Many things perplex me. Guns, theme parks, big weddings, cheerleaders, 4WDs, Brexit, eyelash curlers, Kardashians, Hoskings. So many puzzling questions. Why are people who have money considered more virtuous than other people? And here is another conundrum: when are children going to rise up?
"Everywhere, everywhere, children are the scorned people of the earth," the writer Toni Morrison said. (And yes, harden-up brigade, I know that there are also spoiled, entitled children, but rest assured they too suffer in their own lonely way).
Here is something else I don't understand.
We say we don't condone bullying, but as far as I can see, our schools are factories for shame. Our mainstream school system teaches compliance and conformity and belittles and stigmatises those who don't fit in.
The Government is holding a wide-ranging inquiry into the education system. So, for what it's worth, here is my submission: I suggest we scrap schools altogether.
I am serious.
Schools are not normal. Under ancestral conditions, children engaged in free play in mixed-age groups and did not participate in formal educational systems. Modern educational systems are mismatched with who we are.
The Victorians created schools to produce people to run their empire. Educator Sugata Mitra said these people must be so identical that you could pick one up from New Zealand and ship them to Canada and they would be instantly functional. The system was so robust it is still with us today, continuously producing identical people for a machine that no longer exists.
Let's be honest about the other reasons we have school: to give children a safe space to spend their day, to allow their parents to become contributing units of our capitalist society, to grind down children so they will put up with doing things they don't want to do, to impart knowledge in a regimented and systematic way. "Schools prepare us to have good skills for getting a high-paying job," one optimistic young person volunteered, bless his cotton socks.
Many parents can be productive without having to attend a dedicated workplace from 9-5. Schools are often far from "safe", and the ways of instilling discipline leave many children traumatised and angry. Or compliant and depressed. As education Professor John Morgan points out, many trendy educators these days are "hot for data" rather than hot for knowledge, like Shakespeare or those unfashionable things called facts. Oh, and those high-paying jobs your children were supposedly preparing for? Good luck with that.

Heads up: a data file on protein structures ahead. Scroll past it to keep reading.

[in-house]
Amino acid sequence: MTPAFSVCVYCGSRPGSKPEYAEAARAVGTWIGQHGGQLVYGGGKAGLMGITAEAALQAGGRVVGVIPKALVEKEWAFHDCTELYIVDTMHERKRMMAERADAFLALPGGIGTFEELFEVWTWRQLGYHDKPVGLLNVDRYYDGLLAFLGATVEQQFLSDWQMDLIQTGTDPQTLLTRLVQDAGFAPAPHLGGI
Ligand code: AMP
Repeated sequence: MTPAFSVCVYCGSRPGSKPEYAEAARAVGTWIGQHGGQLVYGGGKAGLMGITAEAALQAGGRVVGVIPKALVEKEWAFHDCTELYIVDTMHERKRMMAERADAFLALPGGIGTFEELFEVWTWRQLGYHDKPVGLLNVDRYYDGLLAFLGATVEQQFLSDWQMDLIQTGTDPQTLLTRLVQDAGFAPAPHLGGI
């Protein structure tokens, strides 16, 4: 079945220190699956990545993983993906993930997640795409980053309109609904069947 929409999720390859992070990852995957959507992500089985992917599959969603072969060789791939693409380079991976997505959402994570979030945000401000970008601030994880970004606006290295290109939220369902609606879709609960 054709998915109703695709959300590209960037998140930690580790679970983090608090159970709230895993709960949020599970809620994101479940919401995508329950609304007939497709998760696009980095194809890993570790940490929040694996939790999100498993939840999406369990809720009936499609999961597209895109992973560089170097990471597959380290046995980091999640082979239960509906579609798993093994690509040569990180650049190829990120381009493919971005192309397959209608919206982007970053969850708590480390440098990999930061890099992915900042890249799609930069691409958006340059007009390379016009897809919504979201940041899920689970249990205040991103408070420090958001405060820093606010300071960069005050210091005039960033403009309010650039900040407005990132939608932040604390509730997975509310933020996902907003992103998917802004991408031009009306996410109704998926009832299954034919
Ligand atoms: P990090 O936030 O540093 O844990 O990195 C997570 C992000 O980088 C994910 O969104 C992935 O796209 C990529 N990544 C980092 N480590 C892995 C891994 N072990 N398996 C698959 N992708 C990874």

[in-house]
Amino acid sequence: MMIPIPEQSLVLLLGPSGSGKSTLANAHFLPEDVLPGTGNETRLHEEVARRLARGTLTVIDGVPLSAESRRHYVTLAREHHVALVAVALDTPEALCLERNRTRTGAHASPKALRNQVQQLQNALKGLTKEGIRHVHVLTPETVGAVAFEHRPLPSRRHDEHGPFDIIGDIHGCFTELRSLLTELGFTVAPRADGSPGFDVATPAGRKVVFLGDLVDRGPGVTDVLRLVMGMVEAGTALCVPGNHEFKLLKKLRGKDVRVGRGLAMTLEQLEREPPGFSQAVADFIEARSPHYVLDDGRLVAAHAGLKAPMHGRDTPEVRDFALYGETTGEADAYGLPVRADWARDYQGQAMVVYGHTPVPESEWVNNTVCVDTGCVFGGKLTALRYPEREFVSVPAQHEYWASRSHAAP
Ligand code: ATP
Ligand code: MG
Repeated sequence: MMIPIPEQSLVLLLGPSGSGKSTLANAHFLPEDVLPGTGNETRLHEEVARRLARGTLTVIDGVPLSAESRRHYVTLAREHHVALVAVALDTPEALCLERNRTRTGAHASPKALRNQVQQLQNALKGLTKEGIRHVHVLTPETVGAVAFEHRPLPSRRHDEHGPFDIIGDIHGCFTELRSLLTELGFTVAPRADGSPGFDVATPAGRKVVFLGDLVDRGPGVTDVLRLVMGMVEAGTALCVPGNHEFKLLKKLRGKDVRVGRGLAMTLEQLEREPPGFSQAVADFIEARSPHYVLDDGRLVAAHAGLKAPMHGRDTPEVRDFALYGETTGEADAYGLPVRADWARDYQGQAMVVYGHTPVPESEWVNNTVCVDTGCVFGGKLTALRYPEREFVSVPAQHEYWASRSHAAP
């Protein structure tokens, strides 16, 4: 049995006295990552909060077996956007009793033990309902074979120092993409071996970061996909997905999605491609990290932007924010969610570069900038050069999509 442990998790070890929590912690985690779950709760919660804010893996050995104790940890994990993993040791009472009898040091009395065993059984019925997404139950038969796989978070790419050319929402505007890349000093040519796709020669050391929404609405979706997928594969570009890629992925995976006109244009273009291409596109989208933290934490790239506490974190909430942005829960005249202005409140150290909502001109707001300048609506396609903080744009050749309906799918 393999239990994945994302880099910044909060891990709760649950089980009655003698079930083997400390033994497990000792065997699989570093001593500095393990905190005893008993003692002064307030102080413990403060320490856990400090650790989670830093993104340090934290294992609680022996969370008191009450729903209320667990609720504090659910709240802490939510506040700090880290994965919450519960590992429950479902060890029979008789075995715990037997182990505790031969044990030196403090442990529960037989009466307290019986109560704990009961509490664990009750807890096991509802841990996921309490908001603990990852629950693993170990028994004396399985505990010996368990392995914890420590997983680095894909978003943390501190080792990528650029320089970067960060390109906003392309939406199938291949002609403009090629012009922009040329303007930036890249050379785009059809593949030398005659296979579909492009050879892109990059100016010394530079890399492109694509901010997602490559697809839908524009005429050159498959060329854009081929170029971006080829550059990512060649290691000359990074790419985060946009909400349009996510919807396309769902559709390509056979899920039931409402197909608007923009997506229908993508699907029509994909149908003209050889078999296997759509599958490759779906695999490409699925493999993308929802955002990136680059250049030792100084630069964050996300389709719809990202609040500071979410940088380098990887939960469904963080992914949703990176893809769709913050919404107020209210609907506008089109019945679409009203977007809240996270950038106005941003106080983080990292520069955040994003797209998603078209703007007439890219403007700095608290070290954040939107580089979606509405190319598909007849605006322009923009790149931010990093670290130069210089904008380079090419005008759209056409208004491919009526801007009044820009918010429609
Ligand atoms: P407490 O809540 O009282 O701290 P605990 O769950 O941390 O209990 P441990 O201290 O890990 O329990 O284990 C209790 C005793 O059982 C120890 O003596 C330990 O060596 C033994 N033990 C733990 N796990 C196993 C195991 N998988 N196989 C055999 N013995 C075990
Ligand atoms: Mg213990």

Even if they make it to university, students there "are much more overwhelmed, much more stressed, much more anxious, and much more depressed than they've ever been. " That comes from Professor Laurie Santos, who teaches the most popular course at Yale University: a course not about professional success, but about how to be happy. She says: "I think we really have a crisis writ large at colleges in how students are doing in terms of self-care and mental health. Sadly, I don't think it's just in colleges."
I admit I'm totally biased. I hated school. I don't think I learnt anything there except a lifelong distrust of people and fear of the brutality of groups. And, of course, I'd concede it is good for children to learn to read and write (although they certainly don't need to do it at age 5). And you don't need to go to school to be educated. In fact, quite the opposite.
So what do we replace schools with? I don't have the answer. But maybe it's time to try something that isn't about compliance and conformity.
Developmental psychologist Alison Gopnik writes that caring for children is like being a gardener. "Our job as parents is not to make a particular kind of child … it's to provide a protected space of love, safety and stability in which children of many unpredictable kinds can flourish."
In my experience our schools still think they're carpenters – their job is to hammer children into the shape they want.
I'm a useless gardener, but I am trying to do this differently. I am the parent of two children who go to a very small independent school of about 45 children aged 5-18. There are no uniforms, no classes, no reports, no set lunch breaks, no tests, no sports, no school balls, no prizes.
You have to look hard to see a computer. There are lots of books and art materials and mattresses for making into forts. The kids are bright and delightfully eccentric. Yes, I know I sound smug at having found this amazing place. There should be more schools like this (although seeing how hard it is to keep a school like this afloat in the face of bureaucratic and financial challenges, makes you realise why there aren't more of them).
We can't know beforehand what unprecedented challenges the children of the future will face. But I do believe that shaping them in our own image, or in the image of our current trendy ideals, might actually keep them from adapting for the unknown future; a future, hopefully, without guns and theme parks and cheerleaders. Because maybe the hardest part of learning something new is not embracing new ideas, but letting go of old ones.